Haff Time: fish-induced rhabdomyolysis

November 24, 2014, 3:06 pm

Buffalo fish

Buffalo fish (Ictiobus cyprinellus)


Haff Disease: Rhabdomyolysis After Eating Buffalo Fish. Herman LL, Bies C. West J Emerg Med 2014 Sept;15:664-6.


Haff Disease was first described in 1924 after an outbreak of acute muscle rigidity accompanied by dark  urine among patients living near the Königsberger Haff shores along the Baltic Coast.  Similar cases occurred in the following summers along the haff (a shallow lagoon.) Most victims gave a history of recently ingesting various fish — burbot, eel, pike, etc.

Cases of rhabdomyolysis after ingesting fish were not reported in the United States until 1984. Most were associated with eating freshwater buffalo fish. Haff disease is diagnosed when a patient develops rhabdomyolysis without another etiology within 24 hours of eating fish. The toxin causing the condition has not been identified, but appears to be heat-stable since cooking does not prevent illness. Common presenting signs and symptoms include back pain, chest pain, sweating, dyspnea, nausea and vomiting.

This case report, from Resurrection Hospital in Chicago, describes a 34-year-0ld woman who presented with chest pain, back pain and vomiting after consuming cooked buffalo fish. Evaluation revealed markedly elevated myoglobin and creatine kinase levels. Chest CT was unremarkable and troponin levels were normal.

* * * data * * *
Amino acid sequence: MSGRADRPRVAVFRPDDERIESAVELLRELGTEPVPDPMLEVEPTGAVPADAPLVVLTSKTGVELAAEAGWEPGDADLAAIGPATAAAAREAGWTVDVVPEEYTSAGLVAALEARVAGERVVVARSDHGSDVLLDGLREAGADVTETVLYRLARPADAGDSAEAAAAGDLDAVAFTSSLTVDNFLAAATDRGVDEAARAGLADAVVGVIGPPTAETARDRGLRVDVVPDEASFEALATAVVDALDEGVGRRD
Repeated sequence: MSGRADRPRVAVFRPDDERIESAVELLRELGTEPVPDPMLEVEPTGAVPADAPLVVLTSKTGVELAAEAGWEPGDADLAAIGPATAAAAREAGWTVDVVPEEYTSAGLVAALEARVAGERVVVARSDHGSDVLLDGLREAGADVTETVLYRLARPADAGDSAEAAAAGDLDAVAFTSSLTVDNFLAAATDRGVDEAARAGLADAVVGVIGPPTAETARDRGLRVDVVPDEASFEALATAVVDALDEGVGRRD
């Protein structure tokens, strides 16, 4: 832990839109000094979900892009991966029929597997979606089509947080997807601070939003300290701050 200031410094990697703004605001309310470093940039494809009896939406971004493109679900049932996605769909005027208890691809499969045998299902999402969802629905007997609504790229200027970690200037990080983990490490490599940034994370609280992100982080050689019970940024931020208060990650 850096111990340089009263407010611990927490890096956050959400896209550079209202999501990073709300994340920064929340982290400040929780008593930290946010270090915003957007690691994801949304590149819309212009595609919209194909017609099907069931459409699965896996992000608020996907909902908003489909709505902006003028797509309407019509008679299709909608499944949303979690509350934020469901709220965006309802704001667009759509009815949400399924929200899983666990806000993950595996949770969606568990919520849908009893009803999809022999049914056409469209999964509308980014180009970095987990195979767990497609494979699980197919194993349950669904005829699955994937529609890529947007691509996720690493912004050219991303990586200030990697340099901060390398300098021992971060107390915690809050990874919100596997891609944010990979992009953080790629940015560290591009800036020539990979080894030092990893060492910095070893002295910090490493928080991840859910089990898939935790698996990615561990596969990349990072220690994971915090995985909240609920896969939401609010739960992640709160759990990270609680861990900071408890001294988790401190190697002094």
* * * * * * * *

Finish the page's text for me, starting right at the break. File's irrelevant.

The paper makes the following important points:

  • Because of the presentation, life-threatening conditions such as acute coronary syndrome and aortic dissection must be ruled-out.
  • The causative toxin may be similar to palytoxin, a potent vasoconstrictor found in several marine species.
  • In contrast to cases in Europe, U.S. outbreaks of Haff disease have been associated with ingestion of freshwater fish or shellfish (buffalo fish, crayfish.)
  • Many patients with Haff disease have a moderate leukocytosis
  • The key to treatment is supportive care focused on maintaining adequate urine output.
  • The benefit of alkalinizing the urine in rhabdomyolysis has not been proven.


Additional resources:

Illinois Department of Public Health February 2014 release on Haff disease

MMWR report on Haff disease




  1. milkshake Says:

    the causative toxin probably is not chemically related to palytoxin as the paper claims, because it is much greasier than palytoxin based on its extraction into hexane. Palytoxin is insoluble in hexanes, not even in ether or chloroform

  2. Leon Says:


    Thanks for the information!